CAIRO — Egyptian government officials on Monday defended a new law that sharply restricts the right to protest as needed to bring security, trying to counter a storm of criticism from allies and opponents alike who say the rules stifle freedom of expression and endanger the country’s democratic transition.
The law, issued by the interim president a day earlier, bans public gatherings of more than 10 people without prior government approval, imposing hefty fines and prison terms for violators. It also empowered security agencies to use force to break up protests.
The protest law has caused cracks in the loose coalition of secular and non-Islamist groups that rallied behind the military-backed government installed following the ouster of elected Islamist President Mohammed Morsi in July.
Morsi supporters have been holding constant protests since his fall, often descending into bloody clashes amid a rising wave of violence. But opponents of the new law, including among those who have backed the government, say it will silence all critics — and that it goes against the spirit of the protest movements that ousted autocrat Hosni Mubarak in 2011 and rose up against Morsi, paving the way for the coup that removed him.
The government portrays it as a measure to restore security and stability and help the country’s economy — arguments that have strong resonance with an Egyptian public weary with violence.
“There will be no economy without security and a stable political environment now and in the future,” interim Prime Minister Hazem el-Beblawi said, at a government meeting in which the law was discussed, according to the state news agency.
He said some in the opposition aim to create “confusion and sow mistrust between the authorities and the public.”
Egypt’s powerful military chief, the man who removed Morsi, weighed in as well, urging political factions and the media to support the transition process and line up behind a push to restore security — though he did not specifically mention the law.
Political groups should drop “criteria and considerations that don’t fit the reality Egypt is living and the challenges it faces,” Gen. Abdel-Fattah el-Sissi said, pointing to security threats, including the increasing militant attacks in the Sinai Peninsula.
“The political, economic and social challenges Egypt faces need effort and will and a correct understanding of the requirements of this phase,” el-Sissi said at a meeting of officers, according to MENA.
He said a number of measures under way will “correct the democratic path and establish a regime that pleases all Egyptians.” It was an apparent reference to the new protest law and a drive to finish amending the constitution.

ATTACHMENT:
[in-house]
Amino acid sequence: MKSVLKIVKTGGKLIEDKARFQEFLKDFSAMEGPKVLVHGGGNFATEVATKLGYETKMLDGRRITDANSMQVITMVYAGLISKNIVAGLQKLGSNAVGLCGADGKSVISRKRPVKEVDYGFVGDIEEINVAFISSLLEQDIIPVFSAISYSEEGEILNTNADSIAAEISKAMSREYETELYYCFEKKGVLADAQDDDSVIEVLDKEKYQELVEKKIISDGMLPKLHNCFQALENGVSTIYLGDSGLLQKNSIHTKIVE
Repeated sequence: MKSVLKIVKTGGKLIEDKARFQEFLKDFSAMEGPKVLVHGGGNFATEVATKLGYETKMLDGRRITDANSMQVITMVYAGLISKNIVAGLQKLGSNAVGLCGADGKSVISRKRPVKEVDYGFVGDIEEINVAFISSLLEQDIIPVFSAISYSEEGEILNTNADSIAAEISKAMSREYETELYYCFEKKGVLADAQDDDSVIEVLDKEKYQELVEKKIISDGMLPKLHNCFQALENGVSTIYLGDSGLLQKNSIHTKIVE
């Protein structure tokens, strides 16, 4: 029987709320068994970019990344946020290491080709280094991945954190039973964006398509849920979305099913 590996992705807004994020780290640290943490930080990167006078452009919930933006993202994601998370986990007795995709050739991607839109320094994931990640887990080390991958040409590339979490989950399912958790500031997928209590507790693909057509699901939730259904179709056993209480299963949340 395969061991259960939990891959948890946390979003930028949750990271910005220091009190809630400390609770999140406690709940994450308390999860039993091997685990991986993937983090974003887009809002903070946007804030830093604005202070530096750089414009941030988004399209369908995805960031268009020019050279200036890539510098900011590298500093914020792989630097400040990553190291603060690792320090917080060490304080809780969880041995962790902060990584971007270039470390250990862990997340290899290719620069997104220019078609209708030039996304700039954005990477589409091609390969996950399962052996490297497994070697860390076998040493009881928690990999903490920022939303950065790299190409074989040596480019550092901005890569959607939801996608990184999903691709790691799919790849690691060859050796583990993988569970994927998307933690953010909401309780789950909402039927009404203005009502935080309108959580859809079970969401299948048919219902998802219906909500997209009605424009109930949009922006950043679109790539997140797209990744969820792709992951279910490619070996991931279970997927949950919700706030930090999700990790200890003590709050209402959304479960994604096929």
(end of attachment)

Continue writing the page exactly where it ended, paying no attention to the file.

In the latest violence, attackers on a motorcycle threw a grenade at a police checkpoint near a historic royal palace in Cairo, wounding at least one guard, according to MENA.
Interior Minister Mohammed Ibrahim, in charge of police, insisted the protest law doesn’t undermine the right to peaceful expression, as he met with top security officers on how to implement it, starting Monday.
“The law grants the right to organize public gatherings, convoys, and peaceful protests and to join them, in accordance with the law,” Ibrahim said according to the state news agency MENA.
Among the restrictions, however, would-be protesters must seek a permit for their gathering three days in advance, which security officials can turn down with little explanation, requiring the applicants to turn to the courts to appeal.
Rights groups, secular political parties and activists, who had lobbied against protest law, said that despite an initial uproar over an earlier draft of the law, the final version had only small changes.
“It gives a legal cover to repression,” said the Popular Current, a group led by leftist politician Hamdeen Sabahy, who had backed the removal of Morsi. The group said the law “is not befitting for a country that had two revolts in two years mainly against repression.”
In a snub to the law, the youth activist group April 6 and other political groups held a rally outside a central Cairo police station Monday, calling on the government to “eat popcorn!”— a joke to say the government is wasting time. They mockingly presented a request to organize a rally they said will be attended by 10 million Egyptians.
The military-backed interim government, meanwhile, is pushing through with a political road map that calls for new presidential and parliamentary elections next year.
The prime minister, el-Beblawi, said Monday that a key first step in the process — a referendum on amendments in the constitution — will likely take place in the second half of January. He did not give a precise date, which is still to be announced by the interim president.
The 50-member appointed panel is still working on amending the 2012 constitution, mainly drafted by Islamists and approved under Morsi.
The process is also seeing a rising chorus of criticism against the secrecy of its discussions and a number of articles that have granted the next president greater powers, despite calls for checking his authority. It also entrenched the right of the military to try civilians— a provision that brought an outcry from many when it was put into the Islamist-backed charter.